In medieval times, having a high IQ didn't change your life. If you were born noble, the peasants had to get out of your way whether your IQ was 75 or 150. If you were a peasant with an IQ of 150, you might have very interesting reflections as you dug for roots or harvested grain, but it wouldn't turn you into a nobleman or woman. In the middle class society that America was in the 1950s through 1970s, the best paying jobs were lavish, but not spectacular compared to being an assembly line worker or college professor. Today, you can't spit in the street without hitting a millionaire and oftentimes it is simple wages that got him or her to that point. Salaries for professionals, Wall Street money shufflers, artists, athletes, executive recruiters, et al., are all up, but the data are not readily available. By contrast, compensation for executives at public companies is reported every year. Forbes magazine reports that in 2005, the CEOs of the Fortune 500 helped themselves to a 54 percent pay raise, resulting in an average per-executive salary of $10 million for the year.

University salaries are not that much lower than they were in the 1970s, but all the other smart people in the U.S. have gotten so rich that faculty and postdoc salaries seem lower. Any resource that is scarce, such as real estate, is snapped up by society's economic winners. A science researcher at Harvard now earns an annual salary that is only 1/50th the price of a family-sized house in Cambridge, a fact that may not be lost on an intelligent female Harvard undergraduate choosing a career.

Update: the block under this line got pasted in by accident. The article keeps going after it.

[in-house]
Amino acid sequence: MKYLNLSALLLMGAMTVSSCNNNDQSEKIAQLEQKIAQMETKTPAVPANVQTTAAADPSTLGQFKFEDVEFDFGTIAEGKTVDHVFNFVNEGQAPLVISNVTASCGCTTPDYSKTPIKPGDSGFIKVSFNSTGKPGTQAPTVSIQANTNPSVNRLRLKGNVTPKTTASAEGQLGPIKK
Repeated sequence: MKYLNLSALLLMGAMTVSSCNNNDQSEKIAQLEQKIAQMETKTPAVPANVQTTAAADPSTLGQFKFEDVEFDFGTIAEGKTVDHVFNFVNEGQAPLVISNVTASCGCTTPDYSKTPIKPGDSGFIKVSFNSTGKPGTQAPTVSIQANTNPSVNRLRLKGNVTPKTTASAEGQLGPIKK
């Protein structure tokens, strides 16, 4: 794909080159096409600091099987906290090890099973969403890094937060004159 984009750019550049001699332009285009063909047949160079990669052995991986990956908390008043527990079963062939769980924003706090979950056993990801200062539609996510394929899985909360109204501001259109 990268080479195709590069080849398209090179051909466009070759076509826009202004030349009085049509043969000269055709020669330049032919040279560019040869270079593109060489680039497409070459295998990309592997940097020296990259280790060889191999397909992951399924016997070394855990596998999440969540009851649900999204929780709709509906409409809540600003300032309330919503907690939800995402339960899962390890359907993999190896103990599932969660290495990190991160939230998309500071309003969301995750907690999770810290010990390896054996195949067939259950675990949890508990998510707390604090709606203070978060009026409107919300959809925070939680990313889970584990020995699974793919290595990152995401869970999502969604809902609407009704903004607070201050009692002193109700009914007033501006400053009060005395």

Science versus the professions and business

Science can be fun, but considered as a career, science suffers by comparison to the professions and the business world.

Consider someone taking the kind of high IQ and drive that would be required to obtain a tenure-track position at U.C. Berkeley and going into medicine. This person would very likely be a top specialist of some sort, earning at least $300,000 per year. Instead of being fired at age 44, our medical specialist would be near the height of her value to her patients and employer. Her experience and reputation would continue to add to her salary and prestige until she was perhaps 60 years old. [A woman who wanted to spend more time with her children can choose from a variety of medical careers, such as emergency medicine, that involve shift work and where a high salary can be earned with just two or three shifts per week. She could also work from home as a radiologist reading data transmitted via Internet.]

Consider taking the same high IQ and work ethic, going into business, and being put on the fast track at a company such as General Electric. Rather than being fired at age 44, this is about the time that she will be handed ever-larger divisions to operate, with ever-larger bonuses and stock options.

A top lawyer at age 44 is probably a $500,000 per year partner in a big firm, a judge, or a professor at a law school supplementing her $200,000 per year salary with some private work.